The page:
Monday, February 20, 2012

Proud Minkie

  "Whatcha doin'?"

The title of this particular blog entry, "Proud Minkie," has a dual meaning. The first, and perhaps not so obvious, is a reference to Tina Turner's rowdy rendition of "Proud Mary." Aside from the incomparable majesty that is Tina Turner, her famous quip, "I never ever seem to do nothing nice and easy" can pretty much describe my method here in the studio. Honestly, it could be my epitaph. 

Because if there's a quick and easy way of going about creating work, I appear to dodge it at every turn. Now, mind you, I try—I truly do. I set out to create something straightforward, with the most sincere and determined of intentions. Only I just can't do it.

You've seen it a million times before on this blog, haven't you? What starts out as something simple and uncomplicated ends up morphing into a piece that pushes the very limits of my skill and sanity. Like that famous "agony of defeat" skier on the World Wide of Sports, I go from "La–dee–da ladee–da" to "OH DEAR GAWD HELP ME!" Pretty much in a {poof} of billowing snow, too.

But like the partner to that agony, "Proud Minkie" refers to the "thrill of victory" in that WWS clip, too. Because after I've gotten up, shaken off the snow, and rattled my head back to coherent thought, I realize that I pulled something off I never thought I couldeither with my skills or the medium. I'm proud of what I've done only because I didn't think I could do it. Being dumbfound and delighted is a peculiar mix!

And so I give you this guy, who I refer to as "Mr. Continental" in reference to his continental braid

CBCM Reflective #7, a OOAK in midfire porcelain. Iberian stallion. Approx. 5x5".

He was supposed to be a simple claybody custom, with just a few tweaks to the head. It was the braids I wanted to focus on because I'd never sculpted anything like them before. But as sculptures tend to do, they take on a life of their own. They hijack the mind and take over the hands. And so one thing lead to another and I ended up with a piece that was far more involved than I ever intended.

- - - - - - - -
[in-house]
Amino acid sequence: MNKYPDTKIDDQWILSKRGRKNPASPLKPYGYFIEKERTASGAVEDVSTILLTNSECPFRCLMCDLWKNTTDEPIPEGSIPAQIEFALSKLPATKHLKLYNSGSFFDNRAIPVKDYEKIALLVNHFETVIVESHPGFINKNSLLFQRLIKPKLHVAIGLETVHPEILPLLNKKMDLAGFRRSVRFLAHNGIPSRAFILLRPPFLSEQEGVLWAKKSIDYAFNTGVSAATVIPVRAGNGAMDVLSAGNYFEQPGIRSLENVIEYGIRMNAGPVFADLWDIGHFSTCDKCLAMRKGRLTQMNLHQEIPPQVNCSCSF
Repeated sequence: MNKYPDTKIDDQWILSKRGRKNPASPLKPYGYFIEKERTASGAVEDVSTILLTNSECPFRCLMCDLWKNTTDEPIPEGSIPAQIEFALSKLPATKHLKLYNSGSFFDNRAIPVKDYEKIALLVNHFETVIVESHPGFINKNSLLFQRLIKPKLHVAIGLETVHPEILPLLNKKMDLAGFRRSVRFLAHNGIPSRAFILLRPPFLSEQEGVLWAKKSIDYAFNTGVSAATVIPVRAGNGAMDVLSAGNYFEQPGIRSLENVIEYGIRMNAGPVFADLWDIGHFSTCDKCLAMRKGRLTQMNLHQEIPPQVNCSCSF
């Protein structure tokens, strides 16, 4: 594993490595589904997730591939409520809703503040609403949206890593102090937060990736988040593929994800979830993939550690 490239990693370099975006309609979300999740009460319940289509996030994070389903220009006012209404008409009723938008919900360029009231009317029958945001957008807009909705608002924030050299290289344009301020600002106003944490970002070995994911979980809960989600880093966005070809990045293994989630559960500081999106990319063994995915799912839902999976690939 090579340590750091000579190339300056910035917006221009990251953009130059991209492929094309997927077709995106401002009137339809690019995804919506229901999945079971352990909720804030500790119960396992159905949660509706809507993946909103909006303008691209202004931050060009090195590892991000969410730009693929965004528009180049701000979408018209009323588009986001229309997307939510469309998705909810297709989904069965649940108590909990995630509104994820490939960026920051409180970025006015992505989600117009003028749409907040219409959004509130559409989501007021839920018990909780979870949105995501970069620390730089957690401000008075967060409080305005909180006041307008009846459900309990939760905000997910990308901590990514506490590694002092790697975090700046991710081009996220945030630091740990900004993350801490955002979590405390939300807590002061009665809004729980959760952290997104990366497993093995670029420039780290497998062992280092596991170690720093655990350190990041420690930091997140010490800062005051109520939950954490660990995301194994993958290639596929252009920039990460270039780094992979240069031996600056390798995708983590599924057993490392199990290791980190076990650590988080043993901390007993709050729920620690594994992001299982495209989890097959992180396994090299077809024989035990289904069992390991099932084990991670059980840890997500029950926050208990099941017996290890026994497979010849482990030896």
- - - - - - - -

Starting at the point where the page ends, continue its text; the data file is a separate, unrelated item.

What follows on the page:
Here's the original Reflective, pulled right from the mold, still with flashing.

Here's the new CBCM version, still in progress (you can see me working on those braids). Straightforward and simple my curls!

Every bit of him was resculpted, including the set of his dock, ears and eye. Even his head was cut in half and reset to create that classic Iberian "ram head." 

Here he is, finished in greenware, drying and waiting to fire. Those braids took forever to sculpt not because of the technicality of sculpting them, but because I often "lost my way" in their pattern and got confused! That perspective can be so challenging to sculpt.

This guy represents some major leaps in my skills with this technique and medium, from the head chopping to how to a portion of those braids are freespanning, with no support between them and the neck. I honestly didn't think I could do thatthat either I didn't have the kahunas, or that the medium wouldn't allow me.

Boy, was I happy to find I was wrong on both counts! This slipcasting porcelain is sturdy stuff even as greenware, and generous enough to encourage the reckless pushing of envelopes. I didn't even need to support those braids during the fire, but pins n' needles were involved for twelve hours.